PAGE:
Sales of VR headsets take off faster than expected

Tuesday, August 30th, 2016
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Sales of VR Headsets Take Off Faster Than Expected as Awareness Grows and Content Improves

  • New forecast from CCS Insight expects global sales of smartphone VR headsets to grow fivefold, rising to 72 million by 2020
  • Sales of dedicated VR headsets will grow to 21 million units by 2020 — a tenfold increase over 2016
  • Augmented reality device market is growing but taking longer than expected given its primary focus on business use
  • Virtual and augmented reality devices to be a $15 billion, 100 million unit market by 2020

LONDON — CCS Insight’s latest global forecast for virtual reality (VR) and augmented reality (AR) devices indicates a positive outlook for these nascent markets.

Sales of smartphone VR devices, including products based on Google’s Cardboard design and more advanced devices such as Samsung’s Gear VR headset, have exceeded CCS Insight’s earlier expectations. The company now predicts that 14.5 million smartphone VR headsets, worth over $500 million, will be sold in 2016.

Ben Wood, Chief of Research at CCS Insight, commented, “Virtual reality has clearly captured consumers’ imagination, particularly those that have had a chance to try it. The affordability of basic cardboard headsets makes virtual reality easily accessible to smartphone owners, and the explosion of 360-degree content is taking awareness to new levels.”

This view is backed up by other market data points. In May, Google revealed that its Cardboard application has been installed over 50 million times, up from 25 million installs in January 2016. In July, Oculus VR disclosed there were more than 1 million monthly active users of the Oculus-powered Samsung Gear VR, and this month it was announced that more than 250,000 360-degree videos have been uploaded to Facebook.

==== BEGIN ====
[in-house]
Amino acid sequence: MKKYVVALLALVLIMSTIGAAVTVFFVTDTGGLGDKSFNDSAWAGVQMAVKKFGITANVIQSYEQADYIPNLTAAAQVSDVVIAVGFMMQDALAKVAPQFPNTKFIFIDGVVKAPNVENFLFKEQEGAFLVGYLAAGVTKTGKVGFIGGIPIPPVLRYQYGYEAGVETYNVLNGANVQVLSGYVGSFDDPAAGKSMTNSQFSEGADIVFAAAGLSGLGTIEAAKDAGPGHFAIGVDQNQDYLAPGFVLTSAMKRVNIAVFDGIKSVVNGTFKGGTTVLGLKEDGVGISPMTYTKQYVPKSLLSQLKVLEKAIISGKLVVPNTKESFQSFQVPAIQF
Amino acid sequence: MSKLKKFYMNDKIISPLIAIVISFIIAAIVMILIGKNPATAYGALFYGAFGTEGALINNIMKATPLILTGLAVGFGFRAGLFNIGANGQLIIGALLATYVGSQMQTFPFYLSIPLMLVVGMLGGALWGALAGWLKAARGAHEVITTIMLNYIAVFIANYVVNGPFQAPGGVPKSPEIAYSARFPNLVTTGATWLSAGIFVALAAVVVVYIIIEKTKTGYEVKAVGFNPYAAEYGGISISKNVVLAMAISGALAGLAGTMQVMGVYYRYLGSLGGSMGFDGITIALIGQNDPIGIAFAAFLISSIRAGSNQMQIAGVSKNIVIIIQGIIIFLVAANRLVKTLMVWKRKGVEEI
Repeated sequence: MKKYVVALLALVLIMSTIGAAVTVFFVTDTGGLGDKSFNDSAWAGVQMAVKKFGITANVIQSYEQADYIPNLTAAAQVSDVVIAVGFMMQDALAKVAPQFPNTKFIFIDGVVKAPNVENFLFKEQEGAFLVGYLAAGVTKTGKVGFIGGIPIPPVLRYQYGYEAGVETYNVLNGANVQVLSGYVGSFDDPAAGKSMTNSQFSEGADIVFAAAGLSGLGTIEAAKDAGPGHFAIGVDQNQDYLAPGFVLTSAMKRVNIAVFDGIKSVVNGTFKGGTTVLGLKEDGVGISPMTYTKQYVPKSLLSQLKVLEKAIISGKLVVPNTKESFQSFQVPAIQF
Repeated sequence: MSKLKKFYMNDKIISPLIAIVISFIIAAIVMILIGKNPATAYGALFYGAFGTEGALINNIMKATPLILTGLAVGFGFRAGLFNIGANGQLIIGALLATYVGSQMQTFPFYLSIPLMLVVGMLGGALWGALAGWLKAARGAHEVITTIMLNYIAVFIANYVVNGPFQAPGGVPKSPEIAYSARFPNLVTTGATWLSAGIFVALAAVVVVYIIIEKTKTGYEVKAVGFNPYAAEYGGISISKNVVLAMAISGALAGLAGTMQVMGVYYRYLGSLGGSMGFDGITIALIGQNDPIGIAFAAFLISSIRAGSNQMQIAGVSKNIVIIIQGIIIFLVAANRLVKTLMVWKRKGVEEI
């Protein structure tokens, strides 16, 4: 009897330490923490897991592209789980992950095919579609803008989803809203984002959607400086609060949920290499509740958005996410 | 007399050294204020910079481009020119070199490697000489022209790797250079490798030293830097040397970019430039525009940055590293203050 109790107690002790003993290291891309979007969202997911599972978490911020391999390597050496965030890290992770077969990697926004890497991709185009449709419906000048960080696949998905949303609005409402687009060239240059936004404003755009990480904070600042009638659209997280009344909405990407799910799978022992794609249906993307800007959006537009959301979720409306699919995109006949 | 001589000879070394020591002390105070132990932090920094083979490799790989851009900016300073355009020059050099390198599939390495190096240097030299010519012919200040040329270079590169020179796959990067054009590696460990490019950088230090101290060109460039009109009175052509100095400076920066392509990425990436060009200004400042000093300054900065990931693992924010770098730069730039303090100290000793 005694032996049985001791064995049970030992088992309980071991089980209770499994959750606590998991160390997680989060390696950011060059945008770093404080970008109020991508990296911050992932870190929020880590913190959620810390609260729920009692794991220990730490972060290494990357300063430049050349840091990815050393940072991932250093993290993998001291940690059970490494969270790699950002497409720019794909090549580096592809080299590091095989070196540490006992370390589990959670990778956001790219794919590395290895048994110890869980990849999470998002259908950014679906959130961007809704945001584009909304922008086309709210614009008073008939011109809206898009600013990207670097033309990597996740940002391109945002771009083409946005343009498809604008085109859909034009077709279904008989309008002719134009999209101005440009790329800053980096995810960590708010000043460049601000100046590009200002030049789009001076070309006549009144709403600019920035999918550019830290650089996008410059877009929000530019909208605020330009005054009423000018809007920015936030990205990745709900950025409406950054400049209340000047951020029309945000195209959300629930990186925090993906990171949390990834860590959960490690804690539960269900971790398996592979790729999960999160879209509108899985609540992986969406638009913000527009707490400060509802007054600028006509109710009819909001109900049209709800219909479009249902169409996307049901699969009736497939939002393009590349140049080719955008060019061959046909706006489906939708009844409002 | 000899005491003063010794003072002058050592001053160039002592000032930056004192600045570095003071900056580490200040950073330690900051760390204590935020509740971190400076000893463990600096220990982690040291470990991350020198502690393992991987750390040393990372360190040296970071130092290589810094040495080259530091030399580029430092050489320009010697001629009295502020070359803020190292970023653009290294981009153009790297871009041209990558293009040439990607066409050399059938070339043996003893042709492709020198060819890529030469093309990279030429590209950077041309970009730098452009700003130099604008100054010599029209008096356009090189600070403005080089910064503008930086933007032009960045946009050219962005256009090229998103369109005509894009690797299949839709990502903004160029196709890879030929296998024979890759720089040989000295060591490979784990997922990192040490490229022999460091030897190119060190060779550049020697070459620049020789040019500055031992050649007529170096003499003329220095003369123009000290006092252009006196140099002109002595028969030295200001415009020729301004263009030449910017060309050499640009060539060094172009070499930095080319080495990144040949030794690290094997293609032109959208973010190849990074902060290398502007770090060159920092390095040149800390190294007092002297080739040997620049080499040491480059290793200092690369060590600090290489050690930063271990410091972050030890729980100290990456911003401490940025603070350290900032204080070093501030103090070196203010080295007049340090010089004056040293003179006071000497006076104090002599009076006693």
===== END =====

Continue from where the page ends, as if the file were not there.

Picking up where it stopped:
Wood continues, “The momentum of 360-degree content is palpable and that’s driving sales of VR headsets. All major content providers are piling into this area, and user-generated content is poised to explode as more affordable 360-degree cameras come to market. We envision a world where ‘surroundie’ photos and videos become the next big thing, especially as 360-degree content can be so easily shared with more than 1.7 billion Facebook and YouTube users.”

Dedicated VR headsets like the Oculus Rift and HTC Vive are also performing well. CCS Insight estimates that approximately 2 million of this type of device will be sold in 2016, rising to 21 million in 2020.

Wood commented: “Although it’s early days for dedicated virtual reality, it’s a promising market. HTC and Oculus VR struggled to meet demand when they launched their products and we expect a further wave of sales when Sony launches the PlayStation VR headset.”

CCS Insight estimates that the total VR device market will be worth $1.5 billion in 2016, rising to $11 billion by 2020. Dedicated VR headsets will play a critically important role, accounting for 85 percent of total market value despite being only 23 percent of volume, as low-cost smartphone VR products sell in their millions.

In contrast, the market for augmented reality devices is progressing more slowly than expected. CCS Insight believes this can be attributed to the primary focus on enterprise solutions and the relative immaturity of the technology.
Although there are numerous very promising field trials underway, mass deployments remain elusive. As a result, CCS Insight forecasts sales of about 200,000 units in 2016.

However, the potential for AR technology is clear and this is reflected in CCS Insight’s forecast of 7 million unit sales in 2020, with a market value of $3.8 billion.

Wood commented, “We expect augmented reality technology to evolve quickly and the experience to improve dramatically. It’s little surprise that companies such as Microsoft and Google are placing such big bets in this area”.

He continued, “The added dimension of the Pokemon Go craze has undoubtedly raised awareness of the potential for augmented reality. That can only be positive for the technology.”